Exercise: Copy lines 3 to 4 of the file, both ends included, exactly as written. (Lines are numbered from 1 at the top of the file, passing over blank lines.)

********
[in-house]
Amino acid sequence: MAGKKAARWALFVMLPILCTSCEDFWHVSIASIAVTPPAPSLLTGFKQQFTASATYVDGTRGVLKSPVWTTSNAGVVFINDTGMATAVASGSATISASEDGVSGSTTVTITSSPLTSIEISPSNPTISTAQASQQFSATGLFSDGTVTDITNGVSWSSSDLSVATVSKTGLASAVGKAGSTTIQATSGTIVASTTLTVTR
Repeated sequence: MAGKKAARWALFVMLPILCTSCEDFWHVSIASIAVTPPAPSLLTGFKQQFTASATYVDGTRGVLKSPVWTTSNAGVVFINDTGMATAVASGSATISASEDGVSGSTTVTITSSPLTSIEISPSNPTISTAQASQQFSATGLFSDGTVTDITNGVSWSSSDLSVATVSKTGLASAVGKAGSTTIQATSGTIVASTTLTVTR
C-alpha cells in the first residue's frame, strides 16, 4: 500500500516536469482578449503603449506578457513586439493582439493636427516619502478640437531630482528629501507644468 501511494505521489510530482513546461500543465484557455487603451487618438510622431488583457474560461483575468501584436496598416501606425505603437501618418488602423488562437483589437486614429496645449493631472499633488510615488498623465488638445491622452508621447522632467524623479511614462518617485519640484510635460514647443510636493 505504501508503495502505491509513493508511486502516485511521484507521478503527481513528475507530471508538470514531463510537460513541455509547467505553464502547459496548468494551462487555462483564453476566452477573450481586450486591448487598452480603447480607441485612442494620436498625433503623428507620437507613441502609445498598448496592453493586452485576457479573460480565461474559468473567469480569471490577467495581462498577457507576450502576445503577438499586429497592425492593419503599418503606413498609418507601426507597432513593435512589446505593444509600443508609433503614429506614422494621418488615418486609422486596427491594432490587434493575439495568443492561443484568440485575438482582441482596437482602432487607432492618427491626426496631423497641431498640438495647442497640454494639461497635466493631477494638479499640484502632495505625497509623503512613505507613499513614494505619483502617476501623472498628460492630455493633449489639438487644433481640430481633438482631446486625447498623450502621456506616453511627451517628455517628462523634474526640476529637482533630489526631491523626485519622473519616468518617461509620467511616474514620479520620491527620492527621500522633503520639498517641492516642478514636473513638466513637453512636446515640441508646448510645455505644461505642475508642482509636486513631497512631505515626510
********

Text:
Repeated sequence: MAGKKAARWALFVMLPILCTSCEDFWHVSIASIAVTPPAPSLLTGFKQQFTASATYVDGTRGVLKSPVWTTSNAGVVFINDTGMATAVASGSATISASEDGVSGSTTVTITSSPLTSIEISPSNPTISTAQASQQFSATGLFSDGTVTDITNGVSWSSSDLSVATVSKTGLASAVGKAGSTTIQATSGTIVASTTLTVTR
C-alpha cells in the first residue's frame, strides 16, 4: 500500500516536469482578449503603449506578457513586439493582439493636427516619502478640437531630482528629501507644468 501511494505521489510530482513546461500543465484557455487603451487618438510622431488583457474560461483575468501584436496598416501606425505603437501618418488602423488562437483589437486614429496645449493631472499633488510615488498623465488638445491622452508621447522632467524623479511614462518617485519640484510635460514647443510636493 505504501508503495502505491509513493508511486502516485511521484507521478503527481513528475507530471508538470514531463510537460513541455509547467505553464502547459496548468494551462487555462483564453476566452477573450481586450486591448487598452480603447480607441485612442494620436498625433503623428507620437507613441502609445498598448496592453493586452485576457479573460480565461474559468473567469480569471490577467495581462498577457507576450502576445503577438499586429497592425492593419503599418503606413498609418507601426507597432513593435512589446505593444509600443508609433503614429506614422494621418488615418486609422486596427491594432490587434493575439495568443492561443484568440485575438482582441482596437482602432487607432492618427491626426496631423497641431498640438495647442497640454494639461497635466493631477494638479499640484502632495505625497509623503512613505507613499513614494505619483502617476501623472498628460492630455493633449489639438487644433481640430481633438482631446486625447498623450502621456506616453511627451517628455517628462523634474526640476529637482533630489526631491523626485519622473519616468518617461509620467511616474514620479520620491527620492527621500522633503520639498517641492516642478514636473513638466513637453512636446515640441508646448510645455505644461505642475508642482509636486513631497512631505515626510